The only numbers I excluded were his 1995 numbers with the Indians 12 years ago. It would be like saying Jaret Wright is a dominant CS pitcher because of what he did for the tribe in 97 as a rookie.

In fact, I then later included the fact he was dominant in ’95 with his overall career performances. So, what, exactly am I leaving out? Or is that a generalization of my so called “generalizations”?

Yes, glad to see 21 years later sox fans are able to admit Buckner was not a “choker”, I guess him moving to the middle of nowhere in the midwest and vowing never to return to boston was a product of sox fans never accusing him of anything for the past two decades. It is easy to forgive something that happened so long ago.

Right, put it this way – given Tavarez was extrmely clutch in the entire 95 World Series – 3 2/3 scoreless innings – and given that he cam through in two of the most clutch situations you can imagine (Games 6 and 7 of the NLCS in 04, where he saved his team from elimination), do you still feel he is a “career choker”?

Would it comfort you if I felt that I think he is a choker in recent memory and I think his natural rise in era from NL to AL is not an adjustment but just a fact of life? And that I value what he did in the last three playoff series and all of last season as a reliever more than that he did for two games two years ago cancelled out by two other ones and what he also did more than a decade ago? Cause I can agree to that.

Benson needs surgery, I am not sure when the Orioles will ever become good again. Maybe Brady Anderson needs to roid up for 50 hrs again.

Ah yes that would comfort me a lot because it is what I was getting at. If he is a choker in recent memory, that does not make him a career choker, given he has been around for fiteen years. That was my point. Looks like we’re in agreement anyway.

I know we are supposed to give Drew a chance and all that, but why does he get $14mm a year gainst Catalanotto who gets around 10mm less a year but has a higher career hitting percentage in a tougher league? And who has far less risk of injury?

Vince, I know that you are passionate about baseball – and as a Yankees fan you don’t care for the Red Sox – but you were, born in 1986, weren’t you? Many people on this blog were old enough to remember Buckner’s play. I, for one, was 18. And as a die-hard Sox fan, I admit that I was upset with Buckner, but I didn’t hold a grudge. Most Sox fans didn’t. Buckner’s miscue was perpetuated by the media – in Boston and nationwide. It was the media that magnified his error, not the fans. You may not know, but when Buckner returned to the Sox in 1990, he was greeted with a standing ovation at Fenway Park. Just as Grady Little’s decision impacted Game 7 of the 2003 ALCS, John McNamara’s decision to keep Buckner in the game when he couldn’t bend over impacted what happened in Game 6 of the 1986 World Series. Calvin Schiraldi allowing three consecutive singles and Bob Stanley throwing a wild pitch also contributed to the Mets’ comeback. And, remember, that was Game 6. The Sox were ahead again in Game 7 and lost. The way the Sox lost in 1986 was heartbreaking, but few fans remained angry with Buckner even a year or two later. If anyone is to blame for keeping the error alive, it is the media.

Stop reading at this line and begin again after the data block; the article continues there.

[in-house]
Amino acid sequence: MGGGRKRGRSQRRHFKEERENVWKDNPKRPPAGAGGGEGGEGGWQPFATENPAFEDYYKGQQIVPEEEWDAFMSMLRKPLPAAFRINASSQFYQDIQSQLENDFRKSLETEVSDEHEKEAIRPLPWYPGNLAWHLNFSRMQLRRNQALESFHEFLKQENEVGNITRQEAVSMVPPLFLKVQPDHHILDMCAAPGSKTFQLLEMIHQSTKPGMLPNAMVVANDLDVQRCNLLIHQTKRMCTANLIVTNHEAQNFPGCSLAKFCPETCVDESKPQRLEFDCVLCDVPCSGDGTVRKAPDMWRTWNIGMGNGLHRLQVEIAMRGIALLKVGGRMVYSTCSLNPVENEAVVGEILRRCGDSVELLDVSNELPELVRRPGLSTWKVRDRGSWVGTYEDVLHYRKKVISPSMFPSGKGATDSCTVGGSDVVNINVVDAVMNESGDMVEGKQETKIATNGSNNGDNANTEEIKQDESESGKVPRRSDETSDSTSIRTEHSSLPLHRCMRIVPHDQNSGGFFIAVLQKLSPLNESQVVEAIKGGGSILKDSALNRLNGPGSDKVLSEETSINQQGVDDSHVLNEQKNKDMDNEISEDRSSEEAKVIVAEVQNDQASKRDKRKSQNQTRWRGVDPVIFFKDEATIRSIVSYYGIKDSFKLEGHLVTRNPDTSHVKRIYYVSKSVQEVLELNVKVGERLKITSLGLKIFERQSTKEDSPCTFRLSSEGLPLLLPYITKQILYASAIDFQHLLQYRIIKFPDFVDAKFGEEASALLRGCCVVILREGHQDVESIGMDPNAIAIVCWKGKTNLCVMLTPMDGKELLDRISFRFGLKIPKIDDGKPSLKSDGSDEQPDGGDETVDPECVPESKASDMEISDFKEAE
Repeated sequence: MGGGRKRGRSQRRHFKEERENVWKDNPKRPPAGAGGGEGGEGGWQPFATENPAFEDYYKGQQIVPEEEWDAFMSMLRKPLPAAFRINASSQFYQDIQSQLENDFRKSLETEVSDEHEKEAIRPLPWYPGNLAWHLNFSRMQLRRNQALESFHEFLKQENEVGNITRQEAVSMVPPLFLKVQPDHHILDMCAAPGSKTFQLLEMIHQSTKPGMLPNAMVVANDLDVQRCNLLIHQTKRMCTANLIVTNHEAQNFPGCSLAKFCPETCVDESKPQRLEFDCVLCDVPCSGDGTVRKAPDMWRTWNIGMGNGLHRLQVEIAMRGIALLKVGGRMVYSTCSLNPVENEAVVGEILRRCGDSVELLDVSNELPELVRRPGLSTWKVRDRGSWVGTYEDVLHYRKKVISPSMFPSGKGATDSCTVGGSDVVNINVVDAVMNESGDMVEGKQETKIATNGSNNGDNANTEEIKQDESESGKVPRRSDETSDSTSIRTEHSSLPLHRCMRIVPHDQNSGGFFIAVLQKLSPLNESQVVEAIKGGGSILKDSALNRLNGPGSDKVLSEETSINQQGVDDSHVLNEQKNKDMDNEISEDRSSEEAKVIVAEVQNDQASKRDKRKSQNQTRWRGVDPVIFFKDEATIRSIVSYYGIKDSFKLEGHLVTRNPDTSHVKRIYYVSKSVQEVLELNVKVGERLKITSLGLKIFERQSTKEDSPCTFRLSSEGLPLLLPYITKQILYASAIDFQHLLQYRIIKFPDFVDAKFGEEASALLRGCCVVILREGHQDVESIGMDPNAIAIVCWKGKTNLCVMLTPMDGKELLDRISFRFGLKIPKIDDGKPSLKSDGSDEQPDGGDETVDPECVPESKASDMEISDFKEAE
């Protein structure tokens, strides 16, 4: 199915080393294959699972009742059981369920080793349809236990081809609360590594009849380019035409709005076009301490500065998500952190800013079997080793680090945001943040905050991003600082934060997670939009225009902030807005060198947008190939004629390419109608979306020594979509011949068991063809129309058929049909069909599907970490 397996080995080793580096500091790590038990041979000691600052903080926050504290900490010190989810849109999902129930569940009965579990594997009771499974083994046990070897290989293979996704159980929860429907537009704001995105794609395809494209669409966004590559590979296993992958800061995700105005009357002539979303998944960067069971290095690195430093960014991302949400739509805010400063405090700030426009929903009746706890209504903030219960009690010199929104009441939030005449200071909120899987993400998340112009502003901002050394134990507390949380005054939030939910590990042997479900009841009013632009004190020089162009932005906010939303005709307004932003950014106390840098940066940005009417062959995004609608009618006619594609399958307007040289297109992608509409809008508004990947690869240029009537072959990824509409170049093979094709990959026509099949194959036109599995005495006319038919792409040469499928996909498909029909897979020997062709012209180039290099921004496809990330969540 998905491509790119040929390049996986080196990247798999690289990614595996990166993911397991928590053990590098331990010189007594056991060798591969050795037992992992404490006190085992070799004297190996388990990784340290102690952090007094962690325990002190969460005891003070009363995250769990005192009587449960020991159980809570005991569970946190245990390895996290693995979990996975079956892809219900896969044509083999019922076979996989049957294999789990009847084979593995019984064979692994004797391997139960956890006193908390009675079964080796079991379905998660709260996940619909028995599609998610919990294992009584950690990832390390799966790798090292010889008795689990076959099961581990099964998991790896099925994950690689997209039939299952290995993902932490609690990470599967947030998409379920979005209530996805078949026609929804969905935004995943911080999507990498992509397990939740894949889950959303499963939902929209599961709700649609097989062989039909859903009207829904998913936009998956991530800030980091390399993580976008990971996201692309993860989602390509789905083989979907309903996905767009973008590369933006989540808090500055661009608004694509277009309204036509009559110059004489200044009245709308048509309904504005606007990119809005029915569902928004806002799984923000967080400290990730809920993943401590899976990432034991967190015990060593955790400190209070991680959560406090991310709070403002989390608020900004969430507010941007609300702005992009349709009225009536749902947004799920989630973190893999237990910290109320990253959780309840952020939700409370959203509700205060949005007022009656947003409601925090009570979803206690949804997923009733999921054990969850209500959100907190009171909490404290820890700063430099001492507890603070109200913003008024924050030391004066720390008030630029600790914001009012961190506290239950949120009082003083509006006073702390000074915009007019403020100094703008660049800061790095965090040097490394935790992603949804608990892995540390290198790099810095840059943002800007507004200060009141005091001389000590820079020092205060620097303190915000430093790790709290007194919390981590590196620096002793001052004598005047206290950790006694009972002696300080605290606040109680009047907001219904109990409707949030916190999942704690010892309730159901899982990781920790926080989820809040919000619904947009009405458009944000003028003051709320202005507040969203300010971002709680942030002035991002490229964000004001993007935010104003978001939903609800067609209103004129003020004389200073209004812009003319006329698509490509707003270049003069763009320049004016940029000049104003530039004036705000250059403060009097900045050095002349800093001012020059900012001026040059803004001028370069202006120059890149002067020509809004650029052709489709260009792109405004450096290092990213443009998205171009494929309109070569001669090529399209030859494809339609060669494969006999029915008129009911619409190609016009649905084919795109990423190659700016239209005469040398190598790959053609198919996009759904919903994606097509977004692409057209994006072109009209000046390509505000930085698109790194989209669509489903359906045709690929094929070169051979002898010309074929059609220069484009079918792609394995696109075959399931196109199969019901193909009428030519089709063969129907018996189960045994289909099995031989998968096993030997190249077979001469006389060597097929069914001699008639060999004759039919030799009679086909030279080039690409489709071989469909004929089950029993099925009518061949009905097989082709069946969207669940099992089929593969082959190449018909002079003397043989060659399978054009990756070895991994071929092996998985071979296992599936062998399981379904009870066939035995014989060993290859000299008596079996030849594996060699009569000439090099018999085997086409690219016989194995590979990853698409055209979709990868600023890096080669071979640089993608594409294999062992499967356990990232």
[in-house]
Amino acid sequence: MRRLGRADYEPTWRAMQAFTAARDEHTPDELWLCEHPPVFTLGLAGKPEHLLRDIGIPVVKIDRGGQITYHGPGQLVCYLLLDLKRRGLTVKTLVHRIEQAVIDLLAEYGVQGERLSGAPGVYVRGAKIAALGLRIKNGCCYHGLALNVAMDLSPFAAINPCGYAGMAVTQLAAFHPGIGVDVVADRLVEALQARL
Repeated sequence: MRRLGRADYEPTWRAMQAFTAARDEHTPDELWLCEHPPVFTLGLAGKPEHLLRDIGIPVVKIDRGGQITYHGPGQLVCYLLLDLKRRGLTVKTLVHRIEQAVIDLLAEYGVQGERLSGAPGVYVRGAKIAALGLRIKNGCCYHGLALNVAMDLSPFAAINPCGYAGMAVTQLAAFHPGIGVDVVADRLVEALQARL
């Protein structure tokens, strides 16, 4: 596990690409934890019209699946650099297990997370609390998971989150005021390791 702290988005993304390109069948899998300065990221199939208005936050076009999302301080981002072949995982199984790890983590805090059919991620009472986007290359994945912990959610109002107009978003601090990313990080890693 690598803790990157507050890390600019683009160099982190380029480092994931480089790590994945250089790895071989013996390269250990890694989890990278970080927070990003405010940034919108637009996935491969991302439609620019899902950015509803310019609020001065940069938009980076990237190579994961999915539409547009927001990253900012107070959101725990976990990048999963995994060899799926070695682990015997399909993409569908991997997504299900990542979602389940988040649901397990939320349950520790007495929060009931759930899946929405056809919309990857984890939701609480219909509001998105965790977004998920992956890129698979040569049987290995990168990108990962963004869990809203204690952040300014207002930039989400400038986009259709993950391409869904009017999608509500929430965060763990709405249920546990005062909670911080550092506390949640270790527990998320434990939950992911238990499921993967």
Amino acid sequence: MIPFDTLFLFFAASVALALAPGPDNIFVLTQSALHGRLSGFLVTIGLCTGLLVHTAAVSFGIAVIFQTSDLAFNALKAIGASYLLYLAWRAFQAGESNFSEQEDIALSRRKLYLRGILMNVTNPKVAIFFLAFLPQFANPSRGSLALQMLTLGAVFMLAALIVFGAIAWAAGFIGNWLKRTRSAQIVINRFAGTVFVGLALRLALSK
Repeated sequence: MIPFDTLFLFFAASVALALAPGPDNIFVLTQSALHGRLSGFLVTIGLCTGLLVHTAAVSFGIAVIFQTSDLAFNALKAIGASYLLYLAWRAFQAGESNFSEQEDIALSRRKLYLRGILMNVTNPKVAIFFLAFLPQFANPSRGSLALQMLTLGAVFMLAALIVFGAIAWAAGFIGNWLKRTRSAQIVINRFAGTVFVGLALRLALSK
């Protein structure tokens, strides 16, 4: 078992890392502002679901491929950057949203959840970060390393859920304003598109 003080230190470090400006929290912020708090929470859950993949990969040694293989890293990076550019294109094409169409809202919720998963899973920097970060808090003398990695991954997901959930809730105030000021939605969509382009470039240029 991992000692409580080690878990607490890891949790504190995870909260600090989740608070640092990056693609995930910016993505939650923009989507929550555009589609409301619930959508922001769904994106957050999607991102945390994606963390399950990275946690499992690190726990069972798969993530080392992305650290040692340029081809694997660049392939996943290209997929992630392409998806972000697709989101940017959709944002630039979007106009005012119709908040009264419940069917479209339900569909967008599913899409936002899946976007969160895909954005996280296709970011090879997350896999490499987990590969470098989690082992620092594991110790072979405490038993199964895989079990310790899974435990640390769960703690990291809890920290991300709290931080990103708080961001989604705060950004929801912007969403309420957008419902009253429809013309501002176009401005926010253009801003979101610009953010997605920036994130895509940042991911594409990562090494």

Jeff – I fully agree. One correction though from an earlier post, so far as I know the Sox were not one out away from winning the WS when that happened. Correct me if I am wrong, but I think that it was a tie game and the game would have gone to the bottom of the inning.

I think the Sox had two outs before the Mets rallied with three singles and a wild pitch before Wilson hit the ground ball under Buckner’s legs. Someone please correct me if I’m wrong.



I see what you mean, I thought you meant just in relation to Bucknor’s error. Yes you’re right, they were only an out away. Was it a tie game when Bucknor’s error happened?

Yeah, after the three singles and the wild pitch, it was a tie game with Ray Knight on second. So, if Buckner cleanly fielded the ball, likely Wilson would have beaten Stanley to the bag, so there would have been runners on first and third with two out.

Just for clarification there were 2 outs and at one point two strikes, followed by three singles and a wild pitch to tie the game, and then the buckner error.

I’m going based on what Buckner said himself, he obviously had some sort of anger towards the area of boston and I find it hard to believe it was a result of temporary frustration from Redsox Nation as a whole.

Vince, I think that Buckner is bitter over the fans who blamed him for the loss, but he is most bitter over the media’s treatmentof the story. I read one story where he is still disgusted to this day about the reporter who called and asked if he had contemplated suicide. This was not long after Donnie Moore committed suicide. Moore was the California Angels closer who surrendered Dave Henderson’s game-winning home run that saved the Sox from elimination in the 86 ALCS and helped them battle back from a 2-0 deficit.



We wouldn’t have gotten to the World Series in the first place if Buckner wasn’t on that team. He had like 26 homers and 100 rbi’s. He had bad legs. Well all knew he was a defensive liability in late innings. It was the manager’s fault for leaving him in.

ok, more like 18 homers. But he still helped carry them to the postseason.

I said this before and I’ll say it again. JOHN MACNAMARA was the reason we lost to the Mets not Buckner. Dave Stapleton should have been put in that inning…game over…RED SOX WIN! All of the nation is far past the pain and know clearly that Buckner is and was one of the greatest, classiest guys to ever don the uniform. It was natural for the fans of Boston to feel snake bit but it wasn’t long at all before they realized they never would have gotten the chance if Billy Buck wasn’t on the team!